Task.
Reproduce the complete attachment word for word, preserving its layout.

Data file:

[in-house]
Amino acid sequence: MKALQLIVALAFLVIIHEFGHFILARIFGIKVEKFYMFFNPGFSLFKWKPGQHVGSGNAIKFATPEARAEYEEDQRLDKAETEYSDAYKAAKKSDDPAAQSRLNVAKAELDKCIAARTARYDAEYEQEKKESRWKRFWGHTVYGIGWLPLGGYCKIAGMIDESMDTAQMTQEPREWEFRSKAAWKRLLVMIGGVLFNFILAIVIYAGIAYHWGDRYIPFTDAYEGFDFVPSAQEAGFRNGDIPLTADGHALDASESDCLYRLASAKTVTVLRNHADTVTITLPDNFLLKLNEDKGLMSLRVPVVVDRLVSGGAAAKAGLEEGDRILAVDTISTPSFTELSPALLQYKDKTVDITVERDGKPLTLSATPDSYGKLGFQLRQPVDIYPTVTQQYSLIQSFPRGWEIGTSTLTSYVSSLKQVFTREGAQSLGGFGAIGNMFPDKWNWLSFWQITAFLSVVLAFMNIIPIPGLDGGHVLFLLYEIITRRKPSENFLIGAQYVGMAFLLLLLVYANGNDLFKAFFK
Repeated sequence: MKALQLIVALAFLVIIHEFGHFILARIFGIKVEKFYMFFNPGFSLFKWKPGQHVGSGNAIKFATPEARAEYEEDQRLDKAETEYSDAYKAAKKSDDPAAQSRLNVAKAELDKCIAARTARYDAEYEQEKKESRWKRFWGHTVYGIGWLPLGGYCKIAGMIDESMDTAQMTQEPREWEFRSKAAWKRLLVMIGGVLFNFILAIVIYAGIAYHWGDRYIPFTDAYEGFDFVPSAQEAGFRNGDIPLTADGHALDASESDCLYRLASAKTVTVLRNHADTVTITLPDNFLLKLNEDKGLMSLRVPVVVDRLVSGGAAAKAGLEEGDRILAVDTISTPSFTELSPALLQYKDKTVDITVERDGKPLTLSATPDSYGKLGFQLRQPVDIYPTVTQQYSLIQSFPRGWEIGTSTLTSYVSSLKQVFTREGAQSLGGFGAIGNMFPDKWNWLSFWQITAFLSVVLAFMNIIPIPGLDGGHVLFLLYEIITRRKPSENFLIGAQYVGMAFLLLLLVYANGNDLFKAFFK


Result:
[in-house]
Amino acid sequence: MKALQLIVALAFLVIIHEFGHFILARIFGIKVEKFYMFFNPGFSLFKWKPGQHVGSGNAIKFATPEARAEYEEDQRLDKAETEYSDAYKAAKKSDDPAAQSRLNVAKAELDKCIAARTARYDAEYEQEKKESRWKRFWGHTVYGIGWLPLGGYCKIAGMIDESMDTAQMTQEPREWEFRSKAAWKRLLVMIGGVLFNFILAIVIYAGIAYHWGDRYIPFTDAYEGFDFVPSAQEAGFRNGDIPLTADGHALDASESDCLYRLASAKTVTVLRNHADTVTITLPDNFLLKLNEDKGLMSLRVPVVVDRLVSGGAAAKAGLEEGDRILAVDTISTPSFTELSPALLQYKDKTVDITVERDGKPLTLSATPDSYGKLGFQLRQPVDIYPTVTQQYSLIQSFPRGWEIGTSTLTSYVSSLKQVFTREGAQSLGGFGAIGNMFPDKWNWLSFWQITAFLSVVLAFMNIIPIPGLDGGHVLFLLYEIITRRKPSENFLIGAQYVGMAFLLLLLVYANGNDLFKAFFK
Repeated sequence: MKALQLIVALAFLVIIHEFGHFILARIFGIKVEKFYMFFNPGFSLFKWKPGQHVGSGNAIKFATPEARAEYEEDQRLDKAETEYSDAYKAAKKSDDPAAQSRLNVAKAELDKCIAARTARYDAEYEQEKKESRWKRFWGHTVYGIGWLPLGGYCKIAGMIDESMDTAQMTQEPREWEFRSKAAWKRLLVMIGGVLFNFILAIVIYAGIAYHWGDRYIPFTDAYEGFDFVPSAQEAGFRNGDIPLTADGHALDASESDCLYRLASAKTVTVLRNHADTVTITLPDNFLLKLNEDKGLMSLRVPVVVDRLVSGGAAAKAGLEEGDRILAVDTISTPSFTELSPALLQYKDKTVDITVERDGKPLTLSATPDSYGKLGFQLRQPVDIYPTVTQQYSLIQSFPRGWEIGTSTLTSYVSSLKQVFTREGAQSLGGFGAIGNMFPDKWNWLSFWQITAFLSVVLAFMNIIPIPGLDGGHVLFLLYEIITRRKPSENFLIGAQYVGMAFLLLLLVYANGNDLFKAFFK